British leaf mining moths: Azalea Leaf Miner

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One of the most common leaf miners in our garden is the Azalea Leaf Miner which isn’t surprising as we live in the far south west of Cornwall where many nearby public gardens hold some of the countries finest collections of Azaleas and Rhododendrons.

It is not a natural British moth species and was probably introduced into this country on plants brought into these collections from abroad. It is a member of the Caloptilia sub family of micro moths which are recognised by their elongated front legs which cause them to sit with their bodies more upright than other species.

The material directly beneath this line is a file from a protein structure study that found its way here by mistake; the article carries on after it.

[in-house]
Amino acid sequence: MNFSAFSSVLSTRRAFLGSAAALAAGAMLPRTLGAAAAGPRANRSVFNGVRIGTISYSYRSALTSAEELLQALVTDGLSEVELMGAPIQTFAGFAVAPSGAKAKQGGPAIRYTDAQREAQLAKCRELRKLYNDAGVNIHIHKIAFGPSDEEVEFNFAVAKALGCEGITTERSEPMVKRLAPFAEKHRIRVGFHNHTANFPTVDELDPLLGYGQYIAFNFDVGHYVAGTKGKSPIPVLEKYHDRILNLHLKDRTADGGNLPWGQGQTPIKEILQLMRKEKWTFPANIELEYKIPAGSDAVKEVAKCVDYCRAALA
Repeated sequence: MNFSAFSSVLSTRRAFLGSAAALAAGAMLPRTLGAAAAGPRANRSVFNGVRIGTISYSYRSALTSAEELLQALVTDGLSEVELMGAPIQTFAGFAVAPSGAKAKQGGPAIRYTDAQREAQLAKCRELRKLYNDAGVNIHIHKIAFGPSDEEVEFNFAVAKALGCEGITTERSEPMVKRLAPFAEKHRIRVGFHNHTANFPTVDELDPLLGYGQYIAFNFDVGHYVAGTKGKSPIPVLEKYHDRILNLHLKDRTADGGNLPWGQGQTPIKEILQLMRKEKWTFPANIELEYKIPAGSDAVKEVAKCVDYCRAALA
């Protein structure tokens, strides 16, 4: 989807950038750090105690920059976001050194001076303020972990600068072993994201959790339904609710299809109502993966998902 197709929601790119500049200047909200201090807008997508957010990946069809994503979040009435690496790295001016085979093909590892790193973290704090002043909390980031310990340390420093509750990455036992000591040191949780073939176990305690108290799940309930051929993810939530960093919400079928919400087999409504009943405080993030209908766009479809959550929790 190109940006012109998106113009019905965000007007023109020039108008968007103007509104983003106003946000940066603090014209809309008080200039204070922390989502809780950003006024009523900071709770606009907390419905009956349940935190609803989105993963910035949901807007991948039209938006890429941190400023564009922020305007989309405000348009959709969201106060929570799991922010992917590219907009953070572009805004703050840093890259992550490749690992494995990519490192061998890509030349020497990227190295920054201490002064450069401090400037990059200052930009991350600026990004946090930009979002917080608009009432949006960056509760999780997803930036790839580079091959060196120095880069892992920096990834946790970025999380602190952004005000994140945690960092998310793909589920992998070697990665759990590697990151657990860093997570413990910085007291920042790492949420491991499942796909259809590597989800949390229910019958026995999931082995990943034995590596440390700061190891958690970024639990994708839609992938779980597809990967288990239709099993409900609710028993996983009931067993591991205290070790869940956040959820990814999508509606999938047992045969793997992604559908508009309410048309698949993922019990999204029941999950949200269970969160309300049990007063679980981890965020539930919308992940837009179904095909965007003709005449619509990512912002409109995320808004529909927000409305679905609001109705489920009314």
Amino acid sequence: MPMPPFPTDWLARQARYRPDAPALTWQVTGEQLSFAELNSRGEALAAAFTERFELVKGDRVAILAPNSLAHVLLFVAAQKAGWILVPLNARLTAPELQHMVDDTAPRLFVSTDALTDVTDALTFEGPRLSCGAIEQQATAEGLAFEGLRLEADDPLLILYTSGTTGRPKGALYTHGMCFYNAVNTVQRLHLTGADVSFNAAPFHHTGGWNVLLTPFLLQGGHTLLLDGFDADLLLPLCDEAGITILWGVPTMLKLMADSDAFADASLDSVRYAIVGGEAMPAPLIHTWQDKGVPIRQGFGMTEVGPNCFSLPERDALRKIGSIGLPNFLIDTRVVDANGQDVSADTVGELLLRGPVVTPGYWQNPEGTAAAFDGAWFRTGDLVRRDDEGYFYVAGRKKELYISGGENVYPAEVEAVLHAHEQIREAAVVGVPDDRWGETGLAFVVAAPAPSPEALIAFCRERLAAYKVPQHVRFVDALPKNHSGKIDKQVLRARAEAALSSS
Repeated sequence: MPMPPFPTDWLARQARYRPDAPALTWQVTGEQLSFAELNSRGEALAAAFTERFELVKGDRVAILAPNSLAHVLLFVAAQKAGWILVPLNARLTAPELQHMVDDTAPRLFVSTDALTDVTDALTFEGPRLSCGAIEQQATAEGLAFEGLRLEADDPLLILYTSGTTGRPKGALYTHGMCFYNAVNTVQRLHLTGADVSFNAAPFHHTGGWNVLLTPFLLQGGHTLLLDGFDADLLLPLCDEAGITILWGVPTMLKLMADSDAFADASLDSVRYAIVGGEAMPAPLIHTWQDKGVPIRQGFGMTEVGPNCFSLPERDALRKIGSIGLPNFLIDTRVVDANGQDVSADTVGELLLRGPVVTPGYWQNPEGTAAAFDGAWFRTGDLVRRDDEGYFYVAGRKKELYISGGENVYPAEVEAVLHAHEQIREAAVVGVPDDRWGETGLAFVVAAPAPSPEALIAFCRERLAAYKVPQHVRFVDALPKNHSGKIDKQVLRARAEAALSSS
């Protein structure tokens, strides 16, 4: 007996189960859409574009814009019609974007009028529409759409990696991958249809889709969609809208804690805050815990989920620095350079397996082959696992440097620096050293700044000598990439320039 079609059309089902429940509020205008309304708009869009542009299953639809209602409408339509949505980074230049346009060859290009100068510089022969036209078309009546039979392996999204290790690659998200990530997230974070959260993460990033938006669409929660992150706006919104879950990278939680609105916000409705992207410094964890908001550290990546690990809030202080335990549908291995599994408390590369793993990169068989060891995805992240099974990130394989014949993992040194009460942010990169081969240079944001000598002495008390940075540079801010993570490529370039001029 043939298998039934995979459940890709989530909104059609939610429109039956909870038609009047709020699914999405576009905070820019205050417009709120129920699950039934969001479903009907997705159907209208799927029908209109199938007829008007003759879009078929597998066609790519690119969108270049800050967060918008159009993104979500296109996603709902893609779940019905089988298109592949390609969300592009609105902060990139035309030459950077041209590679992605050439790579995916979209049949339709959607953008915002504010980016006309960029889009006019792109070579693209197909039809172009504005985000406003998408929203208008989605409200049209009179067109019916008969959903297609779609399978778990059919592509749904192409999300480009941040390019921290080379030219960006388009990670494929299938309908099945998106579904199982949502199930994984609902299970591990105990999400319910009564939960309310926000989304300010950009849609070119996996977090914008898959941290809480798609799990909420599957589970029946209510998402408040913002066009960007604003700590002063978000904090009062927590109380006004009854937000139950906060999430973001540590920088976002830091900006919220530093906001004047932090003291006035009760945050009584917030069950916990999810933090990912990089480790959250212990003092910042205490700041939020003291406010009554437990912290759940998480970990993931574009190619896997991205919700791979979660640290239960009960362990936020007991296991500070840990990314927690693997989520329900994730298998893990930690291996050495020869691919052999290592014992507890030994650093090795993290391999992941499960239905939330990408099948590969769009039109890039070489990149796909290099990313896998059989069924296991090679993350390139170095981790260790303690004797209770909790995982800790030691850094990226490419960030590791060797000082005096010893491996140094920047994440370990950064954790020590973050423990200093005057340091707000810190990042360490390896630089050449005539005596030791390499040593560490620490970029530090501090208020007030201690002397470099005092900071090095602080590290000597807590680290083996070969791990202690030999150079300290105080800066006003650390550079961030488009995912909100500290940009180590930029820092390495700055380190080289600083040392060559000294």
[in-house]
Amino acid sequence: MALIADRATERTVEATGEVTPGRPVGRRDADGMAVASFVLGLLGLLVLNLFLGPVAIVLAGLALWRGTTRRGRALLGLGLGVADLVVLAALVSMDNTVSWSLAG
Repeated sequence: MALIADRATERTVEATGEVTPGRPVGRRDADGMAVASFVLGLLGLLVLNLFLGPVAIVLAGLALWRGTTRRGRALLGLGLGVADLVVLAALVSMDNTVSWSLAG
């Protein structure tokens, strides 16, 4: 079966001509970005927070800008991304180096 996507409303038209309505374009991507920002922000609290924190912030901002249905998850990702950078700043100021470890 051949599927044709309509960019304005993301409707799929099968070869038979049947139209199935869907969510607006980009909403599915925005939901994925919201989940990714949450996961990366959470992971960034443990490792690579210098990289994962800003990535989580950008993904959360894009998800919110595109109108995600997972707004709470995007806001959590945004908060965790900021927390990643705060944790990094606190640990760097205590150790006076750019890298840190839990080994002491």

Insight into Azalea Leaf Miner (Caloptilia azaleella): an adventive species that is now fairly common in parts of southern England and spreading its range northwards. The adults have a wingspan of about 10mm and flies in several generations between May and October.

The larvae mine the leaves of azalea and rhododendrons leaving brown discoloured blotches and rolled up leaf tips.

Other Moth Sightings

Moth Galleries

Illustrated Guide to British Moths

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